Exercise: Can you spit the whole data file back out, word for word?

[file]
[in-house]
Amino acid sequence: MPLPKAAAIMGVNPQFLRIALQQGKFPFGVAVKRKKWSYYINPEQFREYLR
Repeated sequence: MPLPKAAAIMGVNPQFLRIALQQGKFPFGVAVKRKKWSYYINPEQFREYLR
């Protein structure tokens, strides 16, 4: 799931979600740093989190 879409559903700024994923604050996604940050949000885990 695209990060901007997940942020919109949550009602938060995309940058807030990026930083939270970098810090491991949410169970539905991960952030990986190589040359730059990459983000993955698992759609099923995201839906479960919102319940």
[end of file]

[in-house]
Amino acid sequence: MPLPKAAAIMGVNPQFLRIALQQGKFPFGVAVKRKKWSYYINPEQFREYLR
Repeated sequence: MPLPKAAAIMGVNPQFLRIALQQGKFPFGVAVKRKKWSYYINPEQFREYLR
């Protein structure tokens, strides 16, 4: 799931979600740093989190 879409559903700024994923604050996604940050949000885990 695209990060901007997940942020919109949550009602938060995309940058807030990026930083939270970098810090491991949410169970539905991960952030990986190589040359730059990459983000993955698992759609099923995201839906479960919102319940």